Most top-producing real estate professionals agree on one thing.

You have to have a team to reach the highest levels of production. Otherwise, you waste way too much time on low-value activities, including paperwork, scheduling and putting listings on your website. A team also helps top producers gain back a personal life — to spend more time with their friends and family or just doing other stuff they enjoy.

So if you want to make more sales and generate more revenue, here’s how you can figure out if it is time to hire others, including assistants, marketers and other sales associates.

How Many Transactions Do You Do Each Year?

Some real estate business consultants say you should add at least one employee for every 50 transactions you do per year.

Or if you want to do a little more homework, you can figure out how much you net, on average, for each transaction you do. Then you can determine the cost of a real estate assistant and how many more transactions you have to do to pay for the help.

There is also a third, more sophisticated, way to pinpoint whether or not you can afford to bring on an assistant.
Take out your tax return from the previous year.
Determine Your Profit.
Figure out how many hours you actually worked.

How Much Did You Make Per Hour?

For example, assume you make $125,000 for year and worked 2,000 hours per week. (40 hours per week for 50 weeks.) You actually earned $60 an hour. Now think about all the activities you do yourself — putting together listing packages, sending mailers, sending emails, completing paperwork, scheduling appointments, etc.

Are these really the best use of your time? Could you hire someone to do them for you at a much lower rate?

If the answer is yes, you are costing yourself cold, hard cash by NOT hiring others, particularly an administrative assistant. Any activity that you carry out that is not a “$60-plus-an-hour” activity is costing you money, or at least the opportunity to make more money.

Instead of wasting your time on the low-payoff activities, you can focus on the tasks that matter most to your bottom line, including generating leads, securing new listings and negotiating contracts.

Define the Support You Need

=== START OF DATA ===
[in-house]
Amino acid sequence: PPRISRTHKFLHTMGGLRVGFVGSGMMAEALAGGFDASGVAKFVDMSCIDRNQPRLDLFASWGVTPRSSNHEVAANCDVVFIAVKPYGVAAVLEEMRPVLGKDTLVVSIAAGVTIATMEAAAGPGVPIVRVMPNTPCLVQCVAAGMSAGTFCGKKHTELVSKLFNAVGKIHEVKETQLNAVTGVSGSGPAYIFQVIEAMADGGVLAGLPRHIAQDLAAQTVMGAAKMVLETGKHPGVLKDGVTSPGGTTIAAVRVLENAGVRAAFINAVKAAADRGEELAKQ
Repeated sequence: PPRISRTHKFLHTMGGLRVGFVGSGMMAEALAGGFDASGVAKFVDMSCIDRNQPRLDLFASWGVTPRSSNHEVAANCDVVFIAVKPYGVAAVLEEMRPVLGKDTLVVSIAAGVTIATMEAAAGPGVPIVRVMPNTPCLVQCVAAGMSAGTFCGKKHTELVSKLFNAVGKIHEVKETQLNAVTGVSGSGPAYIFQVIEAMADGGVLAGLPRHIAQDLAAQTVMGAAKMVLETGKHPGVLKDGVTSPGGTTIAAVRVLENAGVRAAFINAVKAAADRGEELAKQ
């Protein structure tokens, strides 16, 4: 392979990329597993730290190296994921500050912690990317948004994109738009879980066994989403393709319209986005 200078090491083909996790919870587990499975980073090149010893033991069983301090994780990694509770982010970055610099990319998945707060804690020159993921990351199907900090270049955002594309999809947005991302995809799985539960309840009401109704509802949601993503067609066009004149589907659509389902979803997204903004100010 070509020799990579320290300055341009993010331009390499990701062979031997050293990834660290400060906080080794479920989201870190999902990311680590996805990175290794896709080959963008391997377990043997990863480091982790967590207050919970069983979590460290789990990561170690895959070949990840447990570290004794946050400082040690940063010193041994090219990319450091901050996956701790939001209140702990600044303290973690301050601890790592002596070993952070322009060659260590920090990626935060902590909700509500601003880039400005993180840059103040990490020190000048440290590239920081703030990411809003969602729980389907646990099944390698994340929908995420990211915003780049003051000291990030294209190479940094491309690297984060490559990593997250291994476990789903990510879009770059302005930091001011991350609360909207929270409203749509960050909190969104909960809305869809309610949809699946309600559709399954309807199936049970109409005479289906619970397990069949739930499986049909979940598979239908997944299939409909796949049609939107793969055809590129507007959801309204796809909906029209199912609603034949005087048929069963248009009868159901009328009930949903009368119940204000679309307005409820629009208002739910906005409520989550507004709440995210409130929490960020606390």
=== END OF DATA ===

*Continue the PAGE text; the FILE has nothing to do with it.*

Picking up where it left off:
After you determine that you need to make a hire, you can list all the activities you need that person to carry out. Most will probably fall into the administrative category — preparing mailings, coordinating photo shoots and floor plan measurements, handling paperwork, designing a brochure or scheduling an appointment.

Also, you need to have a process for finding someone that matches the job description. This can be time-consuming and frustrating if you’ve never done it before. Many times it involves hiring someone that has a different skill set and personality than you. It’s tempting to hire someone you like, instead of someone who is the right fit for the job. So make sure you have a written job description and stick to it.

How to Avoid the Hassles of “Training Time” and “Bad Hires”

Many agents also drag their feet on hiring others because they fear the process of recruiting, interviewing, training and managing the new hire will be more trouble than it’s worth. Or even worse, they’ll invest time and energy hiring and training and then the employee will turn out to be a dud.

The best way to avoid these pitfalls is to work with someone who has experience and follows a well-defined hiring plan. If you’re located in the Vancouver area, we’d love to help you out. We have over 15 years of experience recruiting, hiring, training, and managing real estate assistants. We can sit down with you and help you pinpoint exactly what you need in a support person, find them, and then train then for you. You get the help you need fast and with minimal effort or lost production time.
— Mary Faraj

To learn more, call us at 1-877-959-4879 or fill out our contact form and we’ll get in touch with you.
Tags: Admin Assistant, Real Estate Assistant